While I was preparing the kids for bed last Monday, I realized, it’s been exactly seven years since we landed in Dubai! How did I miss to mark this milestone? We used to celebrate every year of our “Dubai birthday” but this year just slipped.
I called the husband who was still at work and he has forgotten about it too. He wanted to make up and called me yesterday on his day off, “let’s have dinner out tonight!” I said yes and he asked, “just the two of us or everyone in?” I paused…it’s our family’s Dubai birthday so we should all celebrate it.
All of us, including this guy.
The very mobile toddler you can’t take a decent photo of. I already doubted that it might be a crazy idea.
I was wrong. It wasn’t a crazy idea – it was an insane idea!
We went to this new Japanese restaurant called Sake no Hana in Souk Al Bahar. The husband was curious and wanted to try it. As soon as we got in, I knew it would be trouble.
Sake no Hana is a lounge-club type rather than my expectation of something like a posh-y Japanese restaurant still child friendly like Tomo restaurant at Raffles. Obviously, I haven’t read the online reviews. Sake no Hana is a high-end Japanese restaurant meant to rival Okku or Zuma..both venues I have not been to (and not planning to go in the near future – I am happy with more commoner friendly Bentoya or Fujiya Restaurant: great Japanese food that don’t require me to auction off one of my children).
The food was expensive for what it is. I didn’t want to know how much we paid for it, especially we even had two bottles of Evian. No local water available too so, boo.
The expensive main dish (160dhs for 2 slices of gindara fish, seriously?) did not even include rice or miso soup. Hello? Ever heard of teishoku? In Japan, most main dishes will have rice and miso soup at least. So disappointing. Also, I didn’t understand why it took such a long time to bring in the sushi platter we ordered. How is it possible to take time to prepare sushi? I mean, there’s no cooking involved! (Plus there were no other guests than us!)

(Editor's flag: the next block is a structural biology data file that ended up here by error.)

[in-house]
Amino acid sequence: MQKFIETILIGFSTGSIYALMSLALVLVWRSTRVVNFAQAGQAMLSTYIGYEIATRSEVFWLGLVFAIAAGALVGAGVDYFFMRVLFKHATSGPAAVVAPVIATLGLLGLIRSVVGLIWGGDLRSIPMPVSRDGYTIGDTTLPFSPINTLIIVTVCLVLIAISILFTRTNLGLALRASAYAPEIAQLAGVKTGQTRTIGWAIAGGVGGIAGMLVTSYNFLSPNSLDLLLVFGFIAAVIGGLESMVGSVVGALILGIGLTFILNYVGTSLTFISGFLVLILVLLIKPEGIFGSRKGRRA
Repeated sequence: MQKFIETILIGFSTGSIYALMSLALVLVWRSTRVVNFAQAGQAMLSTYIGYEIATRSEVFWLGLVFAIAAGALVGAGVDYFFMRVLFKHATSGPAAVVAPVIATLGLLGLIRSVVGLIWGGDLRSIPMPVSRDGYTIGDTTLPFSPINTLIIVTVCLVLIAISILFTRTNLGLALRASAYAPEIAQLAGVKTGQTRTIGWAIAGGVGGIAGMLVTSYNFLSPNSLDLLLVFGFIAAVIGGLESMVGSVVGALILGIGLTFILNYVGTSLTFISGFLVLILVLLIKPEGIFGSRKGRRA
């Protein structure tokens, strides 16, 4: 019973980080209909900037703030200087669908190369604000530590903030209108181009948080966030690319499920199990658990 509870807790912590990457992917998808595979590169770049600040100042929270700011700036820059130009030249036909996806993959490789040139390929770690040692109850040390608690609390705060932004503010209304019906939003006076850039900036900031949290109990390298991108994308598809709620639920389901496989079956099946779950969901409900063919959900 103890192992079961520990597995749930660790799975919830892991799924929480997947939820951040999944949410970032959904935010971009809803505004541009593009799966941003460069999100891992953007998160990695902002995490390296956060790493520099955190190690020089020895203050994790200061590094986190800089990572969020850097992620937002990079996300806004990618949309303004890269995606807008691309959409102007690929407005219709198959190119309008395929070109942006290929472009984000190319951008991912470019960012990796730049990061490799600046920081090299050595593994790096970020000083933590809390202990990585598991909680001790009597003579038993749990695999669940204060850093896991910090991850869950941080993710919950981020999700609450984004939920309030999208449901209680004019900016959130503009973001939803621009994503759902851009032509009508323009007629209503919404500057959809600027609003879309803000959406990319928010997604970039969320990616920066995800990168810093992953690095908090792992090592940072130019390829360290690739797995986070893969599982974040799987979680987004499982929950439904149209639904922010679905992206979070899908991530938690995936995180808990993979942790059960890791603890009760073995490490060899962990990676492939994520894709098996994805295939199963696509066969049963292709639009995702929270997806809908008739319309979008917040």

If not for the name of the restaurant and without looking at the menu, you would never guess Japanese food is served there. The interior design is very swanky and one of those places where the hostesses look like models and walk around posing and doing nothing. I expected some Japanese waitresses but no, there were plenty of Western ladies (or Eastern European?) looking like live mannequins clad in super sexy backless, long feathery train dresses and platform heels. I had a hard time explaining to my ten year old how these sexy ladies are related to Japanese food…
The food was good but not great – I still think the dashi in agedashi tofu and the dip for tempura was too light for my taste and the portions were small. The edamame portion was ridiculous for the price but I should remember we are paying a big portion for the location rather than the food itself – hate that.
Needless to say, this was not a restaurant you should take a small child with you. Big mistake. There was no one on the dining section except us (there are two sections, the normal dining and the lounge with faceless mannequins. Weird) but we still felt very uncomfortable that Benjamin was talking so loud, giggling or running around, wanting to go to the lounge…where we were told, “no kids allowed”.
Benjamin got really excited – what can you expect from a two year old who rarely goes out of the house? Sitting was the last thing in his mind. He ran here and there, wanted to touch each and everything and even rolled on the floor so he can see the lights on the ceiling or just simply want to feel like at home, gosh. He wouldn’t even eat properly, just kept on wriggling away.
Long story short, I never got to enjoy the darn expensive food. What a shame. And our lesson learned is, never ever take a two year old boy on a fine dining type of restaurant – what were we thinking?!